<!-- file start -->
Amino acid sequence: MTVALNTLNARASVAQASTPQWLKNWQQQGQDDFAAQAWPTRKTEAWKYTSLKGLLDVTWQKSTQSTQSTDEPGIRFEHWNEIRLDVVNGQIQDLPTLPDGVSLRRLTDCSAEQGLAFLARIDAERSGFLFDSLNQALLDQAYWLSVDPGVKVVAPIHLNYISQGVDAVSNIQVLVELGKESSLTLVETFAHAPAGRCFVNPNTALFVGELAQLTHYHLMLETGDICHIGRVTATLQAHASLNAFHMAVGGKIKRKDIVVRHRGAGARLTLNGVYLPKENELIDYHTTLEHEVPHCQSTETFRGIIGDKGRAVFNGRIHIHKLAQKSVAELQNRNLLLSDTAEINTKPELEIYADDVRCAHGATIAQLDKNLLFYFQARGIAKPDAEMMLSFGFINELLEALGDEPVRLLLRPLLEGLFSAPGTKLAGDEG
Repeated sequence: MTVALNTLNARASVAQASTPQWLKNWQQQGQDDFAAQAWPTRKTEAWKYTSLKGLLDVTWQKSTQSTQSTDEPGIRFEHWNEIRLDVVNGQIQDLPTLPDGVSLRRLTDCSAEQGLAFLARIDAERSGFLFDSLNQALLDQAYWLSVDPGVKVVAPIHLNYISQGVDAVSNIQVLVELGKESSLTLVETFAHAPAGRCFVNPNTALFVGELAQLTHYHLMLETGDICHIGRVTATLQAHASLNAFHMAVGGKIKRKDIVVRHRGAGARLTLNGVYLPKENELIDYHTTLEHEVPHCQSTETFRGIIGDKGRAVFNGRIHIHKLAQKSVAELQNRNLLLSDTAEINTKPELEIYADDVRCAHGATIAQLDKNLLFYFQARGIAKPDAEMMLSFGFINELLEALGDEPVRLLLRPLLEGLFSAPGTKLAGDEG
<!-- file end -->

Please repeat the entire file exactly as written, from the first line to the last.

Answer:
Amino acid sequence: MTVALNTLNARASVAQASTPQWLKNWQQQGQDDFAAQAWPTRKTEAWKYTSLKGLLDVTWQKSTQSTQSTDEPGIRFEHWNEIRLDVVNGQIQDLPTLPDGVSLRRLTDCSAEQGLAFLARIDAERSGFLFDSLNQALLDQAYWLSVDPGVKVVAPIHLNYISQGVDAVSNIQVLVELGKESSLTLVETFAHAPAGRCFVNPNTALFVGELAQLTHYHLMLETGDICHIGRVTATLQAHASLNAFHMAVGGKIKRKDIVVRHRGAGARLTLNGVYLPKENELIDYHTTLEHEVPHCQSTETFRGIIGDKGRAVFNGRIHIHKLAQKSVAELQNRNLLLSDTAEINTKPELEIYADDVRCAHGATIAQLDKNLLFYFQARGIAKPDAEMMLSFGFINELLEALGDEPVRLLLRPLLEGLFSAPGTKLAGDEG
Repeated sequence: MTVALNTLNARASVAQASTPQWLKNWQQQGQDDFAAQAWPTRKTEAWKYTSLKGLLDVTWQKSTQSTQSTDEPGIRFEHWNEIRLDVVNGQIQDLPTLPDGVSLRRLTDCSAEQGLAFLARIDAERSGFLFDSLNQALLDQAYWLSVDPGVKVVAPIHLNYISQGVDAVSNIQVLVELGKESSLTLVETFAHAPAGRCFVNPNTALFVGELAQLTHYHLMLETGDICHIGRVTATLQAHASLNAFHMAVGGKIKRKDIVVRHRGAGARLTLNGVYLPKENELIDYHTTLEHEVPHCQSTETFRGIIGDKGRAVFNGRIHIHKLAQKSVAELQNRNLLLSDTAEINTKPELEIYADDVRCAHGATIAQLDKNLLFYFQARGIAKPDAEMMLSFGFINELLEALGDEPVRLLLRPLLEGLFSAPGTKLAGDEG